Financial services firms have enjoyed another quarter of strong growth, but are less optimistic about business in the coming three months.
That's according to the latest Financial Services Survey published by the CBI and accountants PricewaterhouseCoopers.
However, ongoing recruitment and strong investment intentions suggest that confidence about the longer-term outlook has held up.
In the three months to June, business volumes grew at their fastest rate in two years.
Some 50 per cent of firms said volumes had grown with just six per cent reporting a decrease.
A balance of 28 per cent of respondents said profitability had risen in the last three months, whilst 23 per cent reported increases in net interest, investment or trading income.
However, firms expect a tougher three months ahead with the balance of firms saying business volumes will rise being just four per cent, and a balance of five per cent of firms that expect profitability to fall. The quarterly survey showed that a net eight per cent of firms were less optimistic about business conditions in their sector than three months ago.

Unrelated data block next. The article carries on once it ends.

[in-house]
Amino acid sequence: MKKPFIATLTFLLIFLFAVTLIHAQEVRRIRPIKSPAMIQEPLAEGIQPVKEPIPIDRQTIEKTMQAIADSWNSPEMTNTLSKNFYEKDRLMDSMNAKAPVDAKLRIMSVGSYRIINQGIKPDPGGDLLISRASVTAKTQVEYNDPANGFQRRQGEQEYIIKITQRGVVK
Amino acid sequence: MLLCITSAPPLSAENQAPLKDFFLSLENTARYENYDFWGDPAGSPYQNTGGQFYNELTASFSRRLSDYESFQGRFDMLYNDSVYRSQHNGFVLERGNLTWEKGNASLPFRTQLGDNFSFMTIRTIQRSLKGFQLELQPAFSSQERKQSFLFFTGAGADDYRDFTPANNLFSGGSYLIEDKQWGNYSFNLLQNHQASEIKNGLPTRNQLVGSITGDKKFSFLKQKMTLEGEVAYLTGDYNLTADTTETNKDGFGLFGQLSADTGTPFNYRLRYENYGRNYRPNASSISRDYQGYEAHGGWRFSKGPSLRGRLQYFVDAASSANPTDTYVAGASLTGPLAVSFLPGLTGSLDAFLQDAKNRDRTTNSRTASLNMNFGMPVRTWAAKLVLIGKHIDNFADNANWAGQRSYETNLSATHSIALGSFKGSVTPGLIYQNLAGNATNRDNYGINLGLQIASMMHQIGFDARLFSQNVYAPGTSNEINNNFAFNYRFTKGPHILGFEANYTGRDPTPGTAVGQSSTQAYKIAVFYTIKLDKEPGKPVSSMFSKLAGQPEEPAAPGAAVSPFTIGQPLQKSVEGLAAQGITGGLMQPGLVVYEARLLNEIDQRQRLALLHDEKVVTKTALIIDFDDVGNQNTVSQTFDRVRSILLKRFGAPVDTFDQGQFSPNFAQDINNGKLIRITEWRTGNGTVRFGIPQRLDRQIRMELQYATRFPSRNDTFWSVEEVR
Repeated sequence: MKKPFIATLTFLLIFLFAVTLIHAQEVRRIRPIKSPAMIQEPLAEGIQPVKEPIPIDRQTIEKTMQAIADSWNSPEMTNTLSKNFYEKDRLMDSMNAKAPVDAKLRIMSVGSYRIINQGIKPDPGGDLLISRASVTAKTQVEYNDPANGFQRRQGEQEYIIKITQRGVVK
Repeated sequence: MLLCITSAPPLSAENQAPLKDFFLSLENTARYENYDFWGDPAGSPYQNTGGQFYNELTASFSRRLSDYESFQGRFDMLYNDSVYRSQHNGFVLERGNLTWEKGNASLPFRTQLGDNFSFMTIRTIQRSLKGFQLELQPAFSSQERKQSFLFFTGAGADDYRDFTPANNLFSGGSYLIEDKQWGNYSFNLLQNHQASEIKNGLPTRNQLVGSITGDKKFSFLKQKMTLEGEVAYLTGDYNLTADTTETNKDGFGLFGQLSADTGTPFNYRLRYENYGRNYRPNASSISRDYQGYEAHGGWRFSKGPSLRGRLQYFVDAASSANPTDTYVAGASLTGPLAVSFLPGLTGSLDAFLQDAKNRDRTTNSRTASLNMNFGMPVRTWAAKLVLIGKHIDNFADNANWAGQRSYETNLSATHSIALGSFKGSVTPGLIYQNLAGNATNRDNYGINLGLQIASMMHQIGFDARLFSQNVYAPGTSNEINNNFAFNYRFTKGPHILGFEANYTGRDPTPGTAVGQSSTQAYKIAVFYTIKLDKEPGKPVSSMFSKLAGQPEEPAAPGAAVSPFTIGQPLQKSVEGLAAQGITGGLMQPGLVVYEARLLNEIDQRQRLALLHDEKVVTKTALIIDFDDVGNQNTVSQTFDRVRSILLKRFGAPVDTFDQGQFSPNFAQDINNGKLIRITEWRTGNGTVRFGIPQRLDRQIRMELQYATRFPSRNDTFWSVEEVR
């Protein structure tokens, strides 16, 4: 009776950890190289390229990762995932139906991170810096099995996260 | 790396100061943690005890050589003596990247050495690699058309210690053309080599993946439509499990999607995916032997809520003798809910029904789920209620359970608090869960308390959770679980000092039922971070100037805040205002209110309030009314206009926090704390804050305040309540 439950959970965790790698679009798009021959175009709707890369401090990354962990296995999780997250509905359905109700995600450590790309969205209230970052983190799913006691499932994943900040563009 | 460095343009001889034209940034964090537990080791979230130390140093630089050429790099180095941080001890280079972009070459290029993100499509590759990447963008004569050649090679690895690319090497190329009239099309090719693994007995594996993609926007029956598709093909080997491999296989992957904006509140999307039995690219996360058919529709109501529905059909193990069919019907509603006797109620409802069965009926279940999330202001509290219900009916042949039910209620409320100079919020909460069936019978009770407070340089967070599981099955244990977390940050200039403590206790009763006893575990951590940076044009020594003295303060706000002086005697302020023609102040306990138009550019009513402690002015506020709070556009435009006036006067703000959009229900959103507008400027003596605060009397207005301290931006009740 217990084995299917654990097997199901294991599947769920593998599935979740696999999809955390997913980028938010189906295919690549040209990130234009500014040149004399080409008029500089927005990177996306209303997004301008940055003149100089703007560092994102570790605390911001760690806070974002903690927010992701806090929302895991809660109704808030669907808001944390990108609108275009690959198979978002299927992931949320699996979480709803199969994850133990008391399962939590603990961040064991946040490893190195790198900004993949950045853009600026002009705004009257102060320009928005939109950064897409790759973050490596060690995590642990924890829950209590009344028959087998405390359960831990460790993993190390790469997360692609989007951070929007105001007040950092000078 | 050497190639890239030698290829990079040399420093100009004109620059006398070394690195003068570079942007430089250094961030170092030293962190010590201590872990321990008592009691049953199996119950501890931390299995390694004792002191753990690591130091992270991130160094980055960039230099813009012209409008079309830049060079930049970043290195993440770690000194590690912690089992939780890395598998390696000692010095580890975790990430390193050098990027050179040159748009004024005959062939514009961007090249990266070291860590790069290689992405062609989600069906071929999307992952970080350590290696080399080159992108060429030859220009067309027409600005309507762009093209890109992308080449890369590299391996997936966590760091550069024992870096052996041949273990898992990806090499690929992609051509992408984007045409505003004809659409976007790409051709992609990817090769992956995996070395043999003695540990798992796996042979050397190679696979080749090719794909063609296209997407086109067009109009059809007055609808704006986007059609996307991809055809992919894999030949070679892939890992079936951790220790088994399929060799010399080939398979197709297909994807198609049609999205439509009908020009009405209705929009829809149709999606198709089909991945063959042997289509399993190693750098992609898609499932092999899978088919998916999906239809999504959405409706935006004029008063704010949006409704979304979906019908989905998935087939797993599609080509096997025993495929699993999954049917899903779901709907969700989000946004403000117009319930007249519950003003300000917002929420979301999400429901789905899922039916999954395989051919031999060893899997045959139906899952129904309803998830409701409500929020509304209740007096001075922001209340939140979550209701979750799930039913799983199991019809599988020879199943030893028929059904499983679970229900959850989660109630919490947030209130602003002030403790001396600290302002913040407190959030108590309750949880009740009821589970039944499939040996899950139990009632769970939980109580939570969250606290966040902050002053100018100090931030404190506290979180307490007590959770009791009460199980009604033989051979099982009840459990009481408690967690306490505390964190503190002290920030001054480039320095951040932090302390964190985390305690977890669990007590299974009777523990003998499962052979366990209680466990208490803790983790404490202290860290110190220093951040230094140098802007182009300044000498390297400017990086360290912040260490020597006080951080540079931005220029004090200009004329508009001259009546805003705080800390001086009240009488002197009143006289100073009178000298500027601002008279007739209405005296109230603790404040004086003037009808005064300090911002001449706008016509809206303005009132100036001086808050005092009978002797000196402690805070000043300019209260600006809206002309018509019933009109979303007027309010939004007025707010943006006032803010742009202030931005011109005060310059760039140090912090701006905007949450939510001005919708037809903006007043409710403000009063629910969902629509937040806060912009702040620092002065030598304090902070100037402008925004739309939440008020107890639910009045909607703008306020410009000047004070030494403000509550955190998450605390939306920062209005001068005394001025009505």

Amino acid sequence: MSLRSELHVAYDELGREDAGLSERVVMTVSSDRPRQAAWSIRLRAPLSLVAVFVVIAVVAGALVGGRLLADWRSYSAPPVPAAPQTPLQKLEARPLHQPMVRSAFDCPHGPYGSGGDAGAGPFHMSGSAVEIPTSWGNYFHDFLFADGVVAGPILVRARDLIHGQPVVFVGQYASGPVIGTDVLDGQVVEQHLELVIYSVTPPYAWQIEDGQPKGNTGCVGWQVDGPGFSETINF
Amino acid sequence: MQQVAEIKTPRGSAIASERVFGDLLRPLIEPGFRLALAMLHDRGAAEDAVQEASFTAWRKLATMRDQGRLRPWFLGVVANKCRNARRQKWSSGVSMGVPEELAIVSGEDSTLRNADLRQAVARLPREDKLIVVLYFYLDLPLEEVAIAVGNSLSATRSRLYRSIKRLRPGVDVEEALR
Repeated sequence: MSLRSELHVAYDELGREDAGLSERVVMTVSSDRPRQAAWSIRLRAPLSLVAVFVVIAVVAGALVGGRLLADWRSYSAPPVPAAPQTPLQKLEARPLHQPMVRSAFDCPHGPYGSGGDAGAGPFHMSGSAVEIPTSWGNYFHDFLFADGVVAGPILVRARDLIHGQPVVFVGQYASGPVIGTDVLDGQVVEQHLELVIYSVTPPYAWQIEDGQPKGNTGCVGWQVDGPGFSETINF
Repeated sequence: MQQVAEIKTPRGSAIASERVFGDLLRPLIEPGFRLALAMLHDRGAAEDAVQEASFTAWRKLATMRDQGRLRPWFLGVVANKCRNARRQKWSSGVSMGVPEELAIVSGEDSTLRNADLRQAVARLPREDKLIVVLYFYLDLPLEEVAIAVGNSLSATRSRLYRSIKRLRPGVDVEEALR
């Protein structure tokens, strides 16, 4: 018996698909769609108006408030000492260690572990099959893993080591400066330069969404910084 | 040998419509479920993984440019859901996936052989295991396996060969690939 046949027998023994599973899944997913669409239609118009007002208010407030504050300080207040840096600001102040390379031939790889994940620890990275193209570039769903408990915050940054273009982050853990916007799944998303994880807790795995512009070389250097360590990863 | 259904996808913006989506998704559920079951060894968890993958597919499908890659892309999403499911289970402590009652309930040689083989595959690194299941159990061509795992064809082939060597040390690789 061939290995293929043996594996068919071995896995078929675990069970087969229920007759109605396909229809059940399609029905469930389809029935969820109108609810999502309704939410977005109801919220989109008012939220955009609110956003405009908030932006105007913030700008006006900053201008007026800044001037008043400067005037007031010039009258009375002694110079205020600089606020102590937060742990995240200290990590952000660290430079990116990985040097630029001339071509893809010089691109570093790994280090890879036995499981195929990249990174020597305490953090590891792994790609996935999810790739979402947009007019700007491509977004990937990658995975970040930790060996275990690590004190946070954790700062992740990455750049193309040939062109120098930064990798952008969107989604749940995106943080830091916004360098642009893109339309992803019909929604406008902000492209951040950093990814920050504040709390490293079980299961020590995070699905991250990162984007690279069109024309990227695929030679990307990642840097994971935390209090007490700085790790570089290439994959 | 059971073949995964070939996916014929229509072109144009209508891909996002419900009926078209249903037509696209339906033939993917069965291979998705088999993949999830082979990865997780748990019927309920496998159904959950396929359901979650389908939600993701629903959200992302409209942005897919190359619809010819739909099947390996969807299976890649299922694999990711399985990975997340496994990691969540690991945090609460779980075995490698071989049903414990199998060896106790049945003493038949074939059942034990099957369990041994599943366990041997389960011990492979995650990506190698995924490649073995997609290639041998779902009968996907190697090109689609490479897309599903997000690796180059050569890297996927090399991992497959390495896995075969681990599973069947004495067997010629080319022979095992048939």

There is a clear split in short-term expectations, with banks predicting continued expansion but securities traders and fund managers expecting sharp declines along with building societies. This suggests that the stock market wobbles seen recently in the UK have heavily influenced sentiment, alongside mixed signals from the housing market.
In e-business, a net 73 per cent said the value of internet business had increased, and a balance of 69 per cent expect it to continue growing in the next three months.
Doug Godden, head of economic analysis at the CBI, said: "The balance of optimism may have shifted, but this has been the financial sector's fourth consecutive quarter of strong expansion at a time when the picture in the rest of the UK economy has been patchy."
David Waller, Midlands chairman at PricewaterhouseCoopers, said: "Among the sectors experiencing a drop-off in confidence, the major driver of change has been recent falls in the equity markets. However, given that equity values remain at year-end 2005 levels, the dip in sentiment could represent a short-term over-reaction.
"IT investment intentions reached their highest level for eight years and employment trends also remain positive, with most major sectors expecting either to maintain or expand their staffing levels in the coming quarter." ..SUPL: